‘Therapeutic’ rides25 June 2019
/ by Aldo Avancini /
When attractions become similar to medical experiences.
Given that the physical principles that manage the stresses generated by an attraction on a guest’s body have been widely tested, new applications are being sought after in the leisure sector that can generate the right ‘feeling’; applications that in some cases are ‘borderline’, that is, they are not actually attractions and indeed are not much different from augmented and virtual reality and so on, which are based on controlled manipulation, i.e. actuators controlled by increasingly refined electronics.
However, I believe that not many people in the various technical departments have thought of implications or applications in the field of healthcare! In a very broad sense, even what are solely tourist applications may somehow fall into this category. I am referring, for example, to the Grand Canyon Skywalk in Arizona, as well as 340m high terrace on the Jin Mao Tower in Shanghai, which, being both made from glass, allow visitors to “walk on the void”, so that even those who suffer from heights can gain confidence by taking advantage of this possibility, which is certainly uncommon. I believe this field is open to exploration, even if the work required is certainly technical and not simply public relations. The engineering approach is neither the first nor the most highly considered (and when I say approach, I am not referring to major studies, in my opinion much less would suffice).
I want to mention here the research conducted by a US university that has built kidneys from synthetic materials and then filled them with a solution similar to human urine, including some kidney stones (stones of various sizes). Volunteers, wearing backpacks containing the aforementioned organ-like devices, had several rides on various types of roller coasters. The experiment made it possible to draft a report which shows that best results for passing kidney stones (or better, to help them pass) were obtained on roller coasters with significant dynamics, but without inversions, and that passing of the stones is facilitated by sitting in the back rows. These are over 4 times more efficient than the front rows. This is also indirect confirmation that in the back rows, the acceleration is much stronger than in the front rows: a concept commonly known to technicians, but much less to users, who confuse the wind in their hair with accelerations.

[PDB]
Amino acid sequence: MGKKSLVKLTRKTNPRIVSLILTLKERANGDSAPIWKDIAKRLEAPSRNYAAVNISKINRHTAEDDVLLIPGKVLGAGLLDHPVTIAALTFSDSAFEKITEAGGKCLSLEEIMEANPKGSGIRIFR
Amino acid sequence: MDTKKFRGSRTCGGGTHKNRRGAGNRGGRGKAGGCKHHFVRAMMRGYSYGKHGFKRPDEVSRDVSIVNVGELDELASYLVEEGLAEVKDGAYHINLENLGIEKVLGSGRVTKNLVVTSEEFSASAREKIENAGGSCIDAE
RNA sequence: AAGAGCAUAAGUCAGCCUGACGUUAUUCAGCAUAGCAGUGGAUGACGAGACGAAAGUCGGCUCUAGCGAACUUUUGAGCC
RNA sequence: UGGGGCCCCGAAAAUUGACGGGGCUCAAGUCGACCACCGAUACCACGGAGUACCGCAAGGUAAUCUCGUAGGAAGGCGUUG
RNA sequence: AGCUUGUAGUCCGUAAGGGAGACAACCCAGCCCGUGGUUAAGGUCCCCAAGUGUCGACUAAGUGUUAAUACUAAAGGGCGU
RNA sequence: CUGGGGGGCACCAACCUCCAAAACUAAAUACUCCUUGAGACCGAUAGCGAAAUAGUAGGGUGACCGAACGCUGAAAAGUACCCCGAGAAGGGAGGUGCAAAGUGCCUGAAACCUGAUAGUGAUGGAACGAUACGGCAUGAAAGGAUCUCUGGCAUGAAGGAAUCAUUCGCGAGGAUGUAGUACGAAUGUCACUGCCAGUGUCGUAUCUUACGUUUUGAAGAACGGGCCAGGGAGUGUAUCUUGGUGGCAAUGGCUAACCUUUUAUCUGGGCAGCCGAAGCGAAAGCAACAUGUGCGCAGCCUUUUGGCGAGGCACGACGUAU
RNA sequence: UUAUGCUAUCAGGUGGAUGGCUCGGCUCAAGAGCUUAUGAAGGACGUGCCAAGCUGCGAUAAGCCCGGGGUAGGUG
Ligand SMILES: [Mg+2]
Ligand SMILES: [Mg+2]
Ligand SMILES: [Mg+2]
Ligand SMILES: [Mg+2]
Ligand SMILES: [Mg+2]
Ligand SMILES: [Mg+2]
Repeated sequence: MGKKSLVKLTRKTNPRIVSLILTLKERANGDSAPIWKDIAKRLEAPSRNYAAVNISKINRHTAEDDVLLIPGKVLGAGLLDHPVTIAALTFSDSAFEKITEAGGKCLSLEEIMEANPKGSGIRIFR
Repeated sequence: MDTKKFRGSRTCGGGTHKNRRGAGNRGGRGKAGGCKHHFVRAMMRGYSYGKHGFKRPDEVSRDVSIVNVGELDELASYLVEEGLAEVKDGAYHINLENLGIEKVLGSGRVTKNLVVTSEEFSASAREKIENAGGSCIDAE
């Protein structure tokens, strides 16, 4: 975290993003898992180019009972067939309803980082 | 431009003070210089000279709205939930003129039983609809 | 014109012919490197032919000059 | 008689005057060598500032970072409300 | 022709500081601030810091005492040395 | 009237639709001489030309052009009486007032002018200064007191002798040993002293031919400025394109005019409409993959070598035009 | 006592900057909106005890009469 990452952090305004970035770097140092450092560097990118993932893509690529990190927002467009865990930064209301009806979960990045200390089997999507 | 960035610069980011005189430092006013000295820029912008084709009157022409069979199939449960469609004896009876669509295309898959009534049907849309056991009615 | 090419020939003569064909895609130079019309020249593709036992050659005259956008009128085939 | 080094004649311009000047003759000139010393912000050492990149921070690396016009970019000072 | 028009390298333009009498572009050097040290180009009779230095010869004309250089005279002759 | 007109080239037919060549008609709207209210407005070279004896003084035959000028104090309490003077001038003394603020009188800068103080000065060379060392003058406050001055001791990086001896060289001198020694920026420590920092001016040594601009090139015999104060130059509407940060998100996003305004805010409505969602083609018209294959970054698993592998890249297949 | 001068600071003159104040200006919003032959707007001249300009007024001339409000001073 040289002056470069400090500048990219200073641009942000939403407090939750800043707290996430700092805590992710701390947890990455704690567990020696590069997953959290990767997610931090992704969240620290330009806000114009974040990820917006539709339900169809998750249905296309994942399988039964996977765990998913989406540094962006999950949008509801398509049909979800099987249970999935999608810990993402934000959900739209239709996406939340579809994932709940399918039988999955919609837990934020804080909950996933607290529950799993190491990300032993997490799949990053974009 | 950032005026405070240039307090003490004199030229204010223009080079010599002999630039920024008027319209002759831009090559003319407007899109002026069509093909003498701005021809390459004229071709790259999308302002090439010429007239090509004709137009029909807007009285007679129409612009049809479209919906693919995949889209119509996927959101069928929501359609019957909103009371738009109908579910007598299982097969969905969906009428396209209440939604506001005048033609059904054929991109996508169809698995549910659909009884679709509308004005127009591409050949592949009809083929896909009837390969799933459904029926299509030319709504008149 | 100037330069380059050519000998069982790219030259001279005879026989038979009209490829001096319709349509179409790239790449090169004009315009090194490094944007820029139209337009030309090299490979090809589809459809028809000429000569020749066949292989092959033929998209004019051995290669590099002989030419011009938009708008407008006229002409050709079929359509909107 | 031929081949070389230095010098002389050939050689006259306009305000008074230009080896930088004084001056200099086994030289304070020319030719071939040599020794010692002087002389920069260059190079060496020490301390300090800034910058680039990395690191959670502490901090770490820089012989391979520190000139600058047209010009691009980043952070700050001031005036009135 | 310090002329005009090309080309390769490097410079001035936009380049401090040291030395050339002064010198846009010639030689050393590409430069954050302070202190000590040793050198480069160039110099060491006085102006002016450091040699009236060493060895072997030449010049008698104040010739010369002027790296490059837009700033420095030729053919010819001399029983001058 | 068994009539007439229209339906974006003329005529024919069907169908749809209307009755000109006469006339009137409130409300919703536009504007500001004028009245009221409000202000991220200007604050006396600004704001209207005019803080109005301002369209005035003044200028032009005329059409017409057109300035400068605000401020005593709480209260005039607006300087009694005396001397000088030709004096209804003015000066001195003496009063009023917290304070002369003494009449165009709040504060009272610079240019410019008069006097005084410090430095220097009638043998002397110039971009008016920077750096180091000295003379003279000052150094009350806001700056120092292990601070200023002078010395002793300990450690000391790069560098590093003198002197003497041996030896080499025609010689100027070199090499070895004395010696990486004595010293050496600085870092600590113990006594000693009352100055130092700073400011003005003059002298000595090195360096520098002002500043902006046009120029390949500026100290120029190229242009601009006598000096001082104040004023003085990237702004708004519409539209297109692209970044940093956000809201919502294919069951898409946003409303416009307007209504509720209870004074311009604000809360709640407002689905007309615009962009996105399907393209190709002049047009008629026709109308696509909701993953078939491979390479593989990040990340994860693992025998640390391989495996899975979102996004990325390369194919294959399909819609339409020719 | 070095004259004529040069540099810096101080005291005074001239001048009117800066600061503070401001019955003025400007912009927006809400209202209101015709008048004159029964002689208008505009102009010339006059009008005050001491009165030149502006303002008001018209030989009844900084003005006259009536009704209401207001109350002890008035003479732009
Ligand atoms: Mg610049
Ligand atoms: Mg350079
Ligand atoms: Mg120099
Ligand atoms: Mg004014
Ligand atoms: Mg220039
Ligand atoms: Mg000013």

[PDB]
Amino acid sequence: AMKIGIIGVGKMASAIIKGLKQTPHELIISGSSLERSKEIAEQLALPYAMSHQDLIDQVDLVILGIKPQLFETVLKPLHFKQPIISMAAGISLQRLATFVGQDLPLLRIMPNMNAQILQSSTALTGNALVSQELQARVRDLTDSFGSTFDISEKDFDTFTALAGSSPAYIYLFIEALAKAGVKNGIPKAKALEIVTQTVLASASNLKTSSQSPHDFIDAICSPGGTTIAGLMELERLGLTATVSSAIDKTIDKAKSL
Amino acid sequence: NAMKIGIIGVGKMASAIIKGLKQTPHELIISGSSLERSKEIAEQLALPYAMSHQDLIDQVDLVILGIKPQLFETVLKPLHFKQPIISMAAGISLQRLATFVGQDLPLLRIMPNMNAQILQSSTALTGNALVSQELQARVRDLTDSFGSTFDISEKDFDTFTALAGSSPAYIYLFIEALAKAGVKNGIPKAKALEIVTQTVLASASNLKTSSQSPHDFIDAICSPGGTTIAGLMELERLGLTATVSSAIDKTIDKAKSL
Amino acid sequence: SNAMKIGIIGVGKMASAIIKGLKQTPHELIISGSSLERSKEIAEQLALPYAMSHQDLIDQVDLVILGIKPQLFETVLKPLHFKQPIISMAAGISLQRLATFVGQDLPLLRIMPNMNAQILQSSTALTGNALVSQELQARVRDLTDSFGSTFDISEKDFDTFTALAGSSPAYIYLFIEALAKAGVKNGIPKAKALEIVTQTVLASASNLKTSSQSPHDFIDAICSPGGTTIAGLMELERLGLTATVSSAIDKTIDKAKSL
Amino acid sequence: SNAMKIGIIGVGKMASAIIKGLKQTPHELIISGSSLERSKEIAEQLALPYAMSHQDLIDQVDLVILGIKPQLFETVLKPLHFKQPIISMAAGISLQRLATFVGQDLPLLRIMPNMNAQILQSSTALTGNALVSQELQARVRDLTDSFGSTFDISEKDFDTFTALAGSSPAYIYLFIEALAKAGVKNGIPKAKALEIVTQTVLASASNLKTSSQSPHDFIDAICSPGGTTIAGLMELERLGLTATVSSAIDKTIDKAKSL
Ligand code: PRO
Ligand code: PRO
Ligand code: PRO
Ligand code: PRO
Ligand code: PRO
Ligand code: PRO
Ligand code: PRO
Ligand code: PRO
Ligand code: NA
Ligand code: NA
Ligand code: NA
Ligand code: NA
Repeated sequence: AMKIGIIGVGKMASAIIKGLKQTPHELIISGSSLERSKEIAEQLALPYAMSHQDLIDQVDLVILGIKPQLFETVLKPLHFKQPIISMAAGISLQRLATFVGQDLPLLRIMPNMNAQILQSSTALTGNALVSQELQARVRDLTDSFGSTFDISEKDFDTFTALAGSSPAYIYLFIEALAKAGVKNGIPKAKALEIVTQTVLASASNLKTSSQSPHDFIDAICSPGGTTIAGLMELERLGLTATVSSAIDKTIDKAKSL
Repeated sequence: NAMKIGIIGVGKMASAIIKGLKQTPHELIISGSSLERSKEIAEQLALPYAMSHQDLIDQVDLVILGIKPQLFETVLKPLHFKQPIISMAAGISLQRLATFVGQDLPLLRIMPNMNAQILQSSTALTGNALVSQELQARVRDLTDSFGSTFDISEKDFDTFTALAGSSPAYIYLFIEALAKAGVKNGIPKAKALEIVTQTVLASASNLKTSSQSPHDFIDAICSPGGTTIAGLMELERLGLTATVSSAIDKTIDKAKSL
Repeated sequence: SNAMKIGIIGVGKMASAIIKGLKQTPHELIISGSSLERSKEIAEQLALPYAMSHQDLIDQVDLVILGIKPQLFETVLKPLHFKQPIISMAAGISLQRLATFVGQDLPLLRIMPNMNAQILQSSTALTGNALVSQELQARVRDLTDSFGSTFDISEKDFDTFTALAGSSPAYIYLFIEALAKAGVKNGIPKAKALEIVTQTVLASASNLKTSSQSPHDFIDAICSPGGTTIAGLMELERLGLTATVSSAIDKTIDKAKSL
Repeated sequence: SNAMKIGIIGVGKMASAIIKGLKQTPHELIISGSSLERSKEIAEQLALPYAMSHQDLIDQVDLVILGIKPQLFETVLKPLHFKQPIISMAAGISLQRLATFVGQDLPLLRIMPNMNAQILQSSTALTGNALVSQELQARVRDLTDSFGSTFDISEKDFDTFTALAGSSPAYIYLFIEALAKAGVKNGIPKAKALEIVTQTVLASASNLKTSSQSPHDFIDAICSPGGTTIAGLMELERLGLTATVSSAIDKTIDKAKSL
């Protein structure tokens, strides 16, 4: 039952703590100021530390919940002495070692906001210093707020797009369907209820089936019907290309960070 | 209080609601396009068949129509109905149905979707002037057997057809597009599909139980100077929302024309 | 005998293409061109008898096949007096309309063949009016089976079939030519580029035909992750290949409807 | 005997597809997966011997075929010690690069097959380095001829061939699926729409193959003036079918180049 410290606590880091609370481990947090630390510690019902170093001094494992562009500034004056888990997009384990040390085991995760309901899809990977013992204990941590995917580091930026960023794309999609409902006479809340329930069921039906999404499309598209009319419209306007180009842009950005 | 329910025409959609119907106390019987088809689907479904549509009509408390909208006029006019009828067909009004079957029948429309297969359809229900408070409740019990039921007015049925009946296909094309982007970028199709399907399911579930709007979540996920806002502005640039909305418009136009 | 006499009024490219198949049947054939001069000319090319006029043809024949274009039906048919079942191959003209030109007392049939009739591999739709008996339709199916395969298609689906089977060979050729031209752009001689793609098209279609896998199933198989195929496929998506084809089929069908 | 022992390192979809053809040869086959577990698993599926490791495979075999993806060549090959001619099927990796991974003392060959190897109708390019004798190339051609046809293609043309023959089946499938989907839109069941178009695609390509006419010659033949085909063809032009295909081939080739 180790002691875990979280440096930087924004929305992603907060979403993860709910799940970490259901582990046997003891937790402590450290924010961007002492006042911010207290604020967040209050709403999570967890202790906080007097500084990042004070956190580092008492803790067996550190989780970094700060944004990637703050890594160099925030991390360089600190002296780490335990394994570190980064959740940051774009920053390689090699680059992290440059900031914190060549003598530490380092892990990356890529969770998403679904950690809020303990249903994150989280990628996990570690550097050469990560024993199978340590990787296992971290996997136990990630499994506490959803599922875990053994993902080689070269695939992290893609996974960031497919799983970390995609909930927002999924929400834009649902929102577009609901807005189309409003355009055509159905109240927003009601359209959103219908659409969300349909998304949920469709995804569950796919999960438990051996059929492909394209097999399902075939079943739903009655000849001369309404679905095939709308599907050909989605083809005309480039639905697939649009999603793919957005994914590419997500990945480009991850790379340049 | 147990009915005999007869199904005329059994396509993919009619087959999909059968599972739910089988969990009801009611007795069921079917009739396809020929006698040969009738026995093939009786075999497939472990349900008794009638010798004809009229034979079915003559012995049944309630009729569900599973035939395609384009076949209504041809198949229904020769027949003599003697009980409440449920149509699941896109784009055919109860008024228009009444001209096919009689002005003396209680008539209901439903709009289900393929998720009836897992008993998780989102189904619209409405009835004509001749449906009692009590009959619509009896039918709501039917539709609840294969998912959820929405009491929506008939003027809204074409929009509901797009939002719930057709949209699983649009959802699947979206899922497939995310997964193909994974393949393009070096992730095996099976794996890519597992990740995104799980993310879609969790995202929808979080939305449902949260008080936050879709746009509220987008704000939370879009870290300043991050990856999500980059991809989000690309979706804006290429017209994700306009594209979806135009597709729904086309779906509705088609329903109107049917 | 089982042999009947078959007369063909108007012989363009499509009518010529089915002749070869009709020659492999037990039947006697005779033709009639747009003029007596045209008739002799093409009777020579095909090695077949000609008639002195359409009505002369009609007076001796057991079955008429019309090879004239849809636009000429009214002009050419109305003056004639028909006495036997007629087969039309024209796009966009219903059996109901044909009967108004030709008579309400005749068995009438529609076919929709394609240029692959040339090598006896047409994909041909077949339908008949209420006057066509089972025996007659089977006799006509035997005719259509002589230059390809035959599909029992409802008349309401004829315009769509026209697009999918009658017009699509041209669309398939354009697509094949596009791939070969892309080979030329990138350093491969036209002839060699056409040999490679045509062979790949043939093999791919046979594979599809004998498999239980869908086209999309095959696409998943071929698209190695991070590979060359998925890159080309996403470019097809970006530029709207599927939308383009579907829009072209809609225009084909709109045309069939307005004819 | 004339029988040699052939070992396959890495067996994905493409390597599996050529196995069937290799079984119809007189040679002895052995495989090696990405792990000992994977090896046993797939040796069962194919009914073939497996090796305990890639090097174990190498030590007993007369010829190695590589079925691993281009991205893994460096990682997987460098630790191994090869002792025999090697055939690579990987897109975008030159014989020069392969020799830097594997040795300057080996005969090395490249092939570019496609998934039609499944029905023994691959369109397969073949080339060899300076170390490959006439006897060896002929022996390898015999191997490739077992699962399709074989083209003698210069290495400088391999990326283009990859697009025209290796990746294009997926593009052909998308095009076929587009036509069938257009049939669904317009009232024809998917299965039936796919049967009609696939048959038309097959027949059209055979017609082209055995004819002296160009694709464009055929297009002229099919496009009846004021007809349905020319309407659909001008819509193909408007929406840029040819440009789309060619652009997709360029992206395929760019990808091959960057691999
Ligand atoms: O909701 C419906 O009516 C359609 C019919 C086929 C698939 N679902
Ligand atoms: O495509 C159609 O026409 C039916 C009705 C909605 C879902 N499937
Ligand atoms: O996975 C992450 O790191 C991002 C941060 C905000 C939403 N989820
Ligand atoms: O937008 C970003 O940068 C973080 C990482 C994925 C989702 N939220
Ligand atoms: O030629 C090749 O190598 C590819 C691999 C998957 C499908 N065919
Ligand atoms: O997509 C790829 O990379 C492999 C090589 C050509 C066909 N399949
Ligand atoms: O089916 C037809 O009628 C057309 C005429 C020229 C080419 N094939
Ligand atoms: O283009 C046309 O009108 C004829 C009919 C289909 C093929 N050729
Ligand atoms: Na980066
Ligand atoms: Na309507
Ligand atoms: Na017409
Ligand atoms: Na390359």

Much more simply but certainly closer to many current situations, without going into detailed descriptions I also want to mention a prototype aimed at treating some very common phobias, such as the fear of spiders, scorpions, snakes, etc. This prototype, which I don’t believe has been further developed, comprised 3 screens (2 on the sides and one at the front), showing in sync a walk in the desert (or in the savannah or in any other environment), and a small treadmill (just like those used in gyms), with the speed synchronised with the images. All inside a box where, to increase immersion in the experience, the environmental conditions of the film (temperature and humidity) were also reproduced.
What went on inside? The guest who suffered from a fear of snakes ‘walked’ on the treadmill, while the screen showed the desert environment at first inanimate, then with a snake moving in the distance, and then another snake sliding alongside, then another closer and so on… at progressively higher frequency, underlining how it is possible to get used to the view. It was even proposed that on exiting this pseudo-medical attraction there would be a section of transparent flooring, underneath which were living snakes, just to complete the experience.
I cannot imagine what kind of guest could be attracted to such a solution, perhaps more for people who want to overcome a problem than a guest looking for fun, but like everything this too can be the object of reflection.
Taken from Games&Parks Industry June 2019, page 84
Ing. Aldo Avancini / Proposta Srl / firstname.lastname@example.org